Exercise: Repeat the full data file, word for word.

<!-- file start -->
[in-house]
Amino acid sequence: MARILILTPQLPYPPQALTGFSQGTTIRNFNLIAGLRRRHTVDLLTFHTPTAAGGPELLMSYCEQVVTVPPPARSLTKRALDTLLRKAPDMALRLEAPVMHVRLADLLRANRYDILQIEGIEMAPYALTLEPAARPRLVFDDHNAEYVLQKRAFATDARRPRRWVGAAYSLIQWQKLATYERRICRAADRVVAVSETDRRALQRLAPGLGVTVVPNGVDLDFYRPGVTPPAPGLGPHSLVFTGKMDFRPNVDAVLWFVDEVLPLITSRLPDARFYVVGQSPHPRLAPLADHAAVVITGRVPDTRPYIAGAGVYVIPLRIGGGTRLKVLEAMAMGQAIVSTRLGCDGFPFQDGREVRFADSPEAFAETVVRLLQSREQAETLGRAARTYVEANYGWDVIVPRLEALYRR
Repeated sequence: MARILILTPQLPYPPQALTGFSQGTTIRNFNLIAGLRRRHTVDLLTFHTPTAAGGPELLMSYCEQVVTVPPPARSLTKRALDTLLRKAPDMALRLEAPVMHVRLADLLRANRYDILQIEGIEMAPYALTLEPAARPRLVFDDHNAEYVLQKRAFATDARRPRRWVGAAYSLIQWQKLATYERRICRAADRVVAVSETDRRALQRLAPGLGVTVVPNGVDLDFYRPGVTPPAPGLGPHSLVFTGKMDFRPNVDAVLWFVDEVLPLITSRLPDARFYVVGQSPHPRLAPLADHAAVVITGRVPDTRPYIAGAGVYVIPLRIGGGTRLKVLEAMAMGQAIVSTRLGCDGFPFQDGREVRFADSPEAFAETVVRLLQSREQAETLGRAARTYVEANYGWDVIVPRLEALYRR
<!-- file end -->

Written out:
[in-house]
Amino acid sequence: MARILILTPQLPYPPQALTGFSQGTTIRNFNLIAGLRRRHTVDLLTFHTPTAAGGPELLMSYCEQVVTVPPPARSLTKRALDTLLRKAPDMALRLEAPVMHVRLADLLRANRYDILQIEGIEMAPYALTLEPAARPRLVFDDHNAEYVLQKRAFATDARRPRRWVGAAYSLIQWQKLATYERRICRAADRVVAVSETDRRALQRLAPGLGVTVVPNGVDLDFYRPGVTPPAPGLGPHSLVFTGKMDFRPNVDAVLWFVDEVLPLITSRLPDARFYVVGQSPHPRLAPLADHAAVVITGRVPDTRPYIAGAGVYVIPLRIGGGTRLKVLEAMAMGQAIVSTRLGCDGFPFQDGREVRFADSPEAFAETVVRLLQSREQAETLGRAARTYVEANYGWDVIVPRLEALYRR
Repeated sequence: MARILILTPQLPYPPQALTGFSQGTTIRNFNLIAGLRRRHTVDLLTFHTPTAAGGPELLMSYCEQVVTVPPPARSLTKRALDTLLRKAPDMALRLEAPVMHVRLADLLRANRYDILQIEGIEMAPYALTLEPAARPRLVFDDHNAEYVLQKRAFATDARRPRRWVGAAYSLIQWQKLATYERRICRAADRVVAVSETDRRALQRLAPGLGVTVVPNGVDLDFYRPGVTPPAPGLGPHSLVFTGKMDFRPNVDAVLWFVDEVLPLITSRLPDARFYVVGQSPHPRLAPLADHAAVVITGRVPDTRPYIAGAGVYVIPLRIGGGTRLKVLEAMAMGQAIVSTRLGCDGFPFQDGREVRFADSPEAFAETVVRLLQSREQAETLGRAARTYVEANYGWDVIVPRLEALYRR